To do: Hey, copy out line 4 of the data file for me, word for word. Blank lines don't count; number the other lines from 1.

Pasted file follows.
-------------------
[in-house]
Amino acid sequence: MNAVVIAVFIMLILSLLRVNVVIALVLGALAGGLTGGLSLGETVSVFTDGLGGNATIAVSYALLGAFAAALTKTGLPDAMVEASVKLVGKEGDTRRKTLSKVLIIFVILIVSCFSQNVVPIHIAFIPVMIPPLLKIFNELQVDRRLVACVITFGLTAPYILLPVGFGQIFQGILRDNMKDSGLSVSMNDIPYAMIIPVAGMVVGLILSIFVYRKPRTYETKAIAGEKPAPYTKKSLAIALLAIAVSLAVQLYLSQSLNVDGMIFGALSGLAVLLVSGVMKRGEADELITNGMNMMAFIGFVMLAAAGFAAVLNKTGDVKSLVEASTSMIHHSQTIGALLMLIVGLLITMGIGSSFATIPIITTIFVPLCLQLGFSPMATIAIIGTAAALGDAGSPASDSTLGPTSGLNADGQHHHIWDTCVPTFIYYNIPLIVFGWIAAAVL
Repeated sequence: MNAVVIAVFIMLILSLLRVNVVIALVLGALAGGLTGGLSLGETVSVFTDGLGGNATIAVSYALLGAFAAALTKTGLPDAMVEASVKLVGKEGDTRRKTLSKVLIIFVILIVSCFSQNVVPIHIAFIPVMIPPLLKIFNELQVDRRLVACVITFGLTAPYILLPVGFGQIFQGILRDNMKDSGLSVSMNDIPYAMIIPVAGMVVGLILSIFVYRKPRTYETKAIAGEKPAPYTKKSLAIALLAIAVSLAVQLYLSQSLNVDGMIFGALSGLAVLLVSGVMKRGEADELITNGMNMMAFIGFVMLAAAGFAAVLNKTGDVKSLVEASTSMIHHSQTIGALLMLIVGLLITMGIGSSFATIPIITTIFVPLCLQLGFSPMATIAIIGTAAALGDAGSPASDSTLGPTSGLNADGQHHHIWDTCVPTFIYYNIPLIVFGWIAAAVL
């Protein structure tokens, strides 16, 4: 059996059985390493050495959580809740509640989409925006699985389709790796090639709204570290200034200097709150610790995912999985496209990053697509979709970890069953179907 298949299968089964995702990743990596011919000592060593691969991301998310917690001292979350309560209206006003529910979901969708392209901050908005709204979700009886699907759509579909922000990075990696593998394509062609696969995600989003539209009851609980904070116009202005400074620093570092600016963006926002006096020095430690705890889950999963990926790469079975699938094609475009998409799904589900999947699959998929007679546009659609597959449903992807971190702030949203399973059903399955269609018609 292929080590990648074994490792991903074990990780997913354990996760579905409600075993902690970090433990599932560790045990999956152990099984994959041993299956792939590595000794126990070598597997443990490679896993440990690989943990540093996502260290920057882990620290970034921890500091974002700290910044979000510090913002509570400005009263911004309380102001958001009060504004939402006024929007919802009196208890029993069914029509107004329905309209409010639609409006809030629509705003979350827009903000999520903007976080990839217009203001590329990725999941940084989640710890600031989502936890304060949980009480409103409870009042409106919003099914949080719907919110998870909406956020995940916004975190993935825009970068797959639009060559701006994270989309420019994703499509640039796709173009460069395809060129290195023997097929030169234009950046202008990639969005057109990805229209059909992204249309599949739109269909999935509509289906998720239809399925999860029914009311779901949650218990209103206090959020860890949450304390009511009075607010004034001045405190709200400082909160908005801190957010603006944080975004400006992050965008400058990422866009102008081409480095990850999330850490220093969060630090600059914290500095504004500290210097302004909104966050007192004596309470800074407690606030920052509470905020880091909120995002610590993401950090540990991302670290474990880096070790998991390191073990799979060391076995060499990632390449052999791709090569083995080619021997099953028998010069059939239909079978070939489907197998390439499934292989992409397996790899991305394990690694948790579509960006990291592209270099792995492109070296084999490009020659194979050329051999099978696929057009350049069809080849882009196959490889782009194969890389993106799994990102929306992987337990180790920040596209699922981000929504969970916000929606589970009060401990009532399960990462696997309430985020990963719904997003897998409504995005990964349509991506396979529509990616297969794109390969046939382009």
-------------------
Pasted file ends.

């Protein structure tokens, strides 16, 4: 059996059985390493050495959580809740509640989409925006699985389709790796090639709204570290200034200097709150610790995912999985496209990053697509979709970890069953179907 298949299968089964995702990743990596011919000592060593691969991301998310917690001292979350309560209206006003529910979901969708392209901050908005709204979700009886699907759509579909922000990075990696593998394509062609696969995600989003539209009851609980904070116009202005400074620093570092600016963006926002006096020095430690705890889950999963990926790469079975699938094609475009998409799904589900999947699959998929007679546009659609597959449903992807971190702030949203399973059903399955269609018609 292929080590990648074994490792991903074990990780997913354990996760579905409600075993902690970090433990599932560790045990999956152990099984994959041993299956792939590595000794126990070598597997443990490679896993440990690989943990540093996502260290920057882990620290970034921890500091974002700290910044979000510090913002509570400005009263911004309380102001958001009060504004939402006024929007919802009196208890029993069914029509107004329905309209409010639609409006809030629509705003979350827009903000999520903007976080990839217009203001590329990725999941940084989640710890600031989502936890304060949980009480409103409870009042409106919003099914949080719907919110998870909406956020995940916004975190993935825009970068797959639009060559701006994270989309420019994703499509640039796709173009460069395809060129290195023997097929030169234009950046202008990639969005057109990805229209059909992204249309599949739109269909999935509509289906998720239809399925999860029914009311779901949650218990209103206090959020860890949450304390009511009075607010004034001045405190709200400082909160908005801190957010603006944080975004400006992050965008400058990422866009102008081409480095990850999330850490220093969060630090600059914290500095504004500290210097302004909104966050007192004596309470800074407690606030920052509470905020880091909120995002610590993401950090540990991302670290474990880096070790998991390191073990799979060391076995060499990632390449052999791709090569083995080619021997099953028998010069059939239909079978070939489907197998390439499934292989992409397996790899991305394990690694948790579509960006990291592209270099792995492109070296084999490009020659194979050329051999099978696929057009350049069809080849882009196959490889782009194969890389993106799994990102929306992987337990180790920040596209699922981000929504969970916000929606589970009060401990009532399960990462696997309430985020990963719904997003897998409504995005990964349509991506396979529509990616297969794109390969046939382009």